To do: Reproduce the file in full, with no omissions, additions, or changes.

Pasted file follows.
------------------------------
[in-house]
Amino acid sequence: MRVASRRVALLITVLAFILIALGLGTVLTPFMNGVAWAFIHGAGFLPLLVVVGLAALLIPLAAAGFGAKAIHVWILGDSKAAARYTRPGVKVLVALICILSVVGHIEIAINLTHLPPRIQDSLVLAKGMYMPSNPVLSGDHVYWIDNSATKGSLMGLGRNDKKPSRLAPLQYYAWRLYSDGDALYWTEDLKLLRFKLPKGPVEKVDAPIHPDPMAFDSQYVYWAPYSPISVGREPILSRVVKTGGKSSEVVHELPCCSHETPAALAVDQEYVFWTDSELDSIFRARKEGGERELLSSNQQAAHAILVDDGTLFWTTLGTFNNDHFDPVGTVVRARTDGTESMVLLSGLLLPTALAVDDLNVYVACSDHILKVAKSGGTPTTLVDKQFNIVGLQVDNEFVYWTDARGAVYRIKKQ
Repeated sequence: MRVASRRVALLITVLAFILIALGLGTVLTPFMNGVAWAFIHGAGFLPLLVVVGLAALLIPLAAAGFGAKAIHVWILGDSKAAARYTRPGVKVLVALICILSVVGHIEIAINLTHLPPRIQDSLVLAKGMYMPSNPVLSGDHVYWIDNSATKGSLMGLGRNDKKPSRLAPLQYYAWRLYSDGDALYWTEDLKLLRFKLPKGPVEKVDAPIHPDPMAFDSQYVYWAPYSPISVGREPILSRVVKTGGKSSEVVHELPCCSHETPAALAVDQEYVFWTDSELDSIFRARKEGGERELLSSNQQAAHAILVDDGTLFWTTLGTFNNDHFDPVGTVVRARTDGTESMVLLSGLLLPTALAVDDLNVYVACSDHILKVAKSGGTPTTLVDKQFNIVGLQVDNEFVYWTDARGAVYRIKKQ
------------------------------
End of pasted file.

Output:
[in-house]
Amino acid sequence: MRVASRRVALLITVLAFILIALGLGTVLTPFMNGVAWAFIHGAGFLPLLVVVGLAALLIPLAAAGFGAKAIHVWILGDSKAAARYTRPGVKVLVALICILSVVGHIEIAINLTHLPPRIQDSLVLAKGMYMPSNPVLSGDHVYWIDNSATKGSLMGLGRNDKKPSRLAPLQYYAWRLYSDGDALYWTEDLKLLRFKLPKGPVEKVDAPIHPDPMAFDSQYVYWAPYSPISVGREPILSRVVKTGGKSSEVVHELPCCSHETPAALAVDQEYVFWTDSELDSIFRARKEGGERELLSSNQQAAHAILVDDGTLFWTTLGTFNNDHFDPVGTVVRARTDGTESMVLLSGLLLPTALAVDDLNVYVACSDHILKVAKSGGTPTTLVDKQFNIVGLQVDNEFVYWTDARGAVYRIKKQ
Repeated sequence: MRVASRRVALLITVLAFILIALGLGTVLTPFMNGVAWAFIHGAGFLPLLVVVGLAALLIPLAAAGFGAKAIHVWILGDSKAAARYTRPGVKVLVALICILSVVGHIEIAINLTHLPPRIQDSLVLAKGMYMPSNPVLSGDHVYWIDNSATKGSLMGLGRNDKKPSRLAPLQYYAWRLYSDGDALYWTEDLKLLRFKLPKGPVEKVDAPIHPDPMAFDSQYVYWAPYSPISVGREPILSRVVKTGGKSSEVVHELPCCSHETPAALAVDQEYVFWTDSELDSIFRARKEGGERELLSSNQQAAHAILVDDGTLFWTTLGTFNNDHFDPVGTVVRARTDGTESMVLLSGLLLPTALAVDDLNVYVACSDHILKVAKSGGTPTTLVDKQFNIVGLQVDNEFVYWTDARGAVYRIKKQ